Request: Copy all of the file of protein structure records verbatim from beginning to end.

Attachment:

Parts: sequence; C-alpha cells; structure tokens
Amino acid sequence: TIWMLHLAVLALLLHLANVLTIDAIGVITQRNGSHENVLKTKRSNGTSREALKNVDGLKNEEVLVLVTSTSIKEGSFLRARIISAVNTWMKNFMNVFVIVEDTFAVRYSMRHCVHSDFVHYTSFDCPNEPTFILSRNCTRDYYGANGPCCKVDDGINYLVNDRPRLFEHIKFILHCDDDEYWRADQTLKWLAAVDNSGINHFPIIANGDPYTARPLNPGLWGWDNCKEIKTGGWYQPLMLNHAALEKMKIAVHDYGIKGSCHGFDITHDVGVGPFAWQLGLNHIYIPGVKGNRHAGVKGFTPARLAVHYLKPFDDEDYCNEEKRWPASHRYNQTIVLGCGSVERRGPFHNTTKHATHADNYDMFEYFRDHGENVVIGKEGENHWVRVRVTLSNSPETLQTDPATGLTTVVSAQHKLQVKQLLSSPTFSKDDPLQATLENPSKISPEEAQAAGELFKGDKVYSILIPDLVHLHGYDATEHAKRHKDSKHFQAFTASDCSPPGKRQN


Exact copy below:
Parts: sequence; C-alpha cells; structure tokens
Amino acid sequence: TIWMLHLAVLALLLHLANVLTIDAIGVITQRNGSHENVLKTKRSNGTSREALKNVDGLKNEEVLVLVTSTSIKEGSFLRARIISAVNTWMKNFMNVFVIVEDTFAVRYSMRHCVHSDFVHYTSFDCPNEPTFILSRNCTRDYYGANGPCCKVDDGINYLVNDRPRLFEHIKFILHCDDDEYWRADQTLKWLAAVDNSGINHFPIIANGDPYTARPLNPGLWGWDNCKEIKTGGWYQPLMLNHAALEKMKIAVHDYGIKGSCHGFDITHDVGVGPFAWQLGLNHIYIPGVKGNRHAGVKGFTPARLAVHYLKPFDDEDYCNEEKRWPASHRYNQTIVLGCGSVERRGPFHNTTKHATHADNYDMFEYFRDHGENVVIGKEGENHWVRVRVTLSNSPETLQTDPATGLTTVVSAQHKLQVKQLLSSPTFSKDDPLQATLENPSKISPEEAQAAGELFKGDKVYSILIPDLVHLHGYDATEHAKRHKDSKHFQAFTASDCSPPGKRQN